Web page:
Wednesday, August 31, 2016

How to install mysql2 gem on Ubuntu

If you are having trouble to install the mysql2 gem, try the following:

# apt-get install build-essential ruby-dev libmysqlclient-dev

Sunday, July 24, 2016

Slides: Introduction to Ruby

I'm here today to share a presentation that I've made to a group of Software Development students.

Click here to see the presentation.

I'm sorry for a piece of code that was not translated (variable names in portuguese), but I think that you can get the idea (comparing how PHP is spelling and how Ruby is expressive).

Monday, April 21, 2014

Installing Ruby 2.1.1 in Ubuntu 14.04

The apt-get way don't install the latest stable Ruby (2.1.1), even on Ubuntu 14.04. Instead, I got 1.9.3 that way. RVM can be easy, but to work with Apache I'd need a system-wide installation independent of the RVM environment. So I've decided to install Ruby from source. I had problems around readline, but after seeing this hint, the solution that worked for me is:

./configure --with-readline-dir=/usr/lib/x86_64-linux-gnu/
make install

on the directory of the unpacked source of Ruby 2.1.1, as root. I suspect there is a more elegant solution out there, but this is enough for me at this time.

Friday, March 7, 2014


If you're having troubles with LOAD DATA INFILE ("Errcode 13"):
  • copy the CSV file to the DB folder (/var/lib/mysql/DATABASE), and
  • use the filename only, not the full path.

If you're having troubles with LOAD DATA LOCAL INFILE ("The used command is not allowed with this MySQL version"):
  • temporary solution: mysql -uUSER -p --local-infile DATABASE
  • permanent solution: sudo nano /etc/mysql/my.cnf and insert local-infile under [mysql]; save the file, close the editor and type sudo service mysql restart.

Note: LOAD DATA LOCAL INFILE uses IGNORE. If you want to know why some records were skipped, you must use LOAD DATA INFILE (without LOCAL). (Reference)

Sunday, September 29, 2013

Best way to install MongoDB in Ubuntu

Refer to

That's the best way.

If you try to install only thru apt-get, you can get a deprecated version.

If you try by downloading the binaries, it won't install useful things like user and service.

Tuesday, September 24, 2013

How to change the default mode for php files in Kate Editor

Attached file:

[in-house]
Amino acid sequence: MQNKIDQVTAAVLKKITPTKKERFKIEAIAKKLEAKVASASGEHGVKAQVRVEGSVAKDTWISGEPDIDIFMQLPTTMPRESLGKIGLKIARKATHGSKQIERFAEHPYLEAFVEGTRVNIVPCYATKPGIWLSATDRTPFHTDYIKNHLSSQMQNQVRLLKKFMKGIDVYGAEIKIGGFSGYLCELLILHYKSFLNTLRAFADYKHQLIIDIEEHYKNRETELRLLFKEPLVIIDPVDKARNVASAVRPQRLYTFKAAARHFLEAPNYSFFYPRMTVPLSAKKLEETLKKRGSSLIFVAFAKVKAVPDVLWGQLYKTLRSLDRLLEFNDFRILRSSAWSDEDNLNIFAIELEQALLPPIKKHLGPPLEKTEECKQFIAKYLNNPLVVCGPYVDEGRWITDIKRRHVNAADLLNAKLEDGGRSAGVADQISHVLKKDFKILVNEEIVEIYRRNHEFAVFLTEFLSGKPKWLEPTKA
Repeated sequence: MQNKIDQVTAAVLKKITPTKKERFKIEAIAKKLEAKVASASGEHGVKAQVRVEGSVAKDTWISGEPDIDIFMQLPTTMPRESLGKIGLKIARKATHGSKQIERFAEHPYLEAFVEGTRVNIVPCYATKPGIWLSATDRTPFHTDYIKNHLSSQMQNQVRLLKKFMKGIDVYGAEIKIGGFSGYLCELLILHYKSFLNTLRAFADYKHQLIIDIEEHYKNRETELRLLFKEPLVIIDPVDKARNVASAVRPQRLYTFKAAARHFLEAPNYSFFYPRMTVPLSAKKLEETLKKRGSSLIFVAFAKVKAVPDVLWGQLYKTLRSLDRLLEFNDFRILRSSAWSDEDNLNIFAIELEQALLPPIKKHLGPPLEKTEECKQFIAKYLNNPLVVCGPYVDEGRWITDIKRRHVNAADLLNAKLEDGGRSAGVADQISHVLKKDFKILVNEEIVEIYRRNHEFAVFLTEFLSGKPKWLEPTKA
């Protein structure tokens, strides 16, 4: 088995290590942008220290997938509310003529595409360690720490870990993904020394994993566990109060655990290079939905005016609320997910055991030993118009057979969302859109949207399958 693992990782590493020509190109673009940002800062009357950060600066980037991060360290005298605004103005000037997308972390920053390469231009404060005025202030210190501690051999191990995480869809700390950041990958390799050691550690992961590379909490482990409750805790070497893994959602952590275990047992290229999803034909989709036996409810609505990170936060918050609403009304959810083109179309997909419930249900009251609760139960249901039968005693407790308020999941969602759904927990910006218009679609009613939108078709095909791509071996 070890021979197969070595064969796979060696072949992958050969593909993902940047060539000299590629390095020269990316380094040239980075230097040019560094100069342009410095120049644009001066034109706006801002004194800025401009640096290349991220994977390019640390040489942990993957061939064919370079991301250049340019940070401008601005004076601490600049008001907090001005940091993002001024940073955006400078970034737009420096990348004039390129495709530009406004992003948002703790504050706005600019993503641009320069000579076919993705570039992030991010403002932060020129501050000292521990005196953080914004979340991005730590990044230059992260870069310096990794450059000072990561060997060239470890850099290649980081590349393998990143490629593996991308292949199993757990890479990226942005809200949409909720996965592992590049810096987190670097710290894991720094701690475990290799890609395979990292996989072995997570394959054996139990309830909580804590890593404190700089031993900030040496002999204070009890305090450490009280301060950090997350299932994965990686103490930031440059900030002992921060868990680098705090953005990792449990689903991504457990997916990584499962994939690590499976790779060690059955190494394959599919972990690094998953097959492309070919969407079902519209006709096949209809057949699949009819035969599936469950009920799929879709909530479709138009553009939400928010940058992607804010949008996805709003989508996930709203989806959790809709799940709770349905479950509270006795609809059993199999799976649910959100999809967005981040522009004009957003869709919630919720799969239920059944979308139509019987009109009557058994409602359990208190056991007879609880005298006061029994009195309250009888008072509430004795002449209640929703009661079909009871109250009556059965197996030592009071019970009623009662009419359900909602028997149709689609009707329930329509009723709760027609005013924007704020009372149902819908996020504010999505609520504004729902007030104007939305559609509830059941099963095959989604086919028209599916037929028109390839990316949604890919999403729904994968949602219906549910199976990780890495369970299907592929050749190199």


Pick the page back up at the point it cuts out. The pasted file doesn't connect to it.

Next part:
Whenever I open a PHP file within the excellent Kate Editor (which I prefer due to its multi-document interface), the default mode for editing the file is PHP (HTML) instead of PHP/PHP. I use much more the indentation of the last one. I always can change the mode thru Tools -> Mode -> Scripts -> PHP/PHP, but it's a pain to do it every time I open a PHP file.

But you can set the default mode to PHP/PHP by changing its priority compared to PHP (HTML)'s.

That's how I did it:

  • Go to Settings -> Configure Kate -> Open/Save -> Modes & Filetypes;
  • Select Scripts/PHP (HTML) Filetype;
  • Change Priority to 4;
  • Select the File Extensions field and copy it;
  • Select Scripts/PHP/PHP Filetype;
  • Go to the File Extensions and paste the content copied;
  • Hit Apply and Ok;
  • Close and reopen Kate.

I was hard to find that solution (see reference); I hope this can be useful.

Wednesday, February 27, 2013

SQLite3 in Ruby 1.9: be sure your Ruby data is UTF-8

SQLite3 is not finding your records? SQLite3 is inserting binary data instead of plain-text strings? If you're using Ruby 1.9 or later, you must be sure your Ruby data is encoded as UTF-8 before submit it to SQLite3.

Text data in SQLite is UTF-8. Before Ruby 1.9, Strings had no encoding; so that was not a issue; all data get same handling. From Ruby 1.9, Strings must be encoded as UTF-8 to be compatible with SQLite data; otherwise your text will be considered binary content to SQLite, and binary content won't match plain-text content, even when they are the very same bytes.

Maybe the source of your text data encodes them as other than UTF-8. To make sure your data is UTF-8, try using String#encode or String#force_encoding before submit it to SQLite 3. Cheers!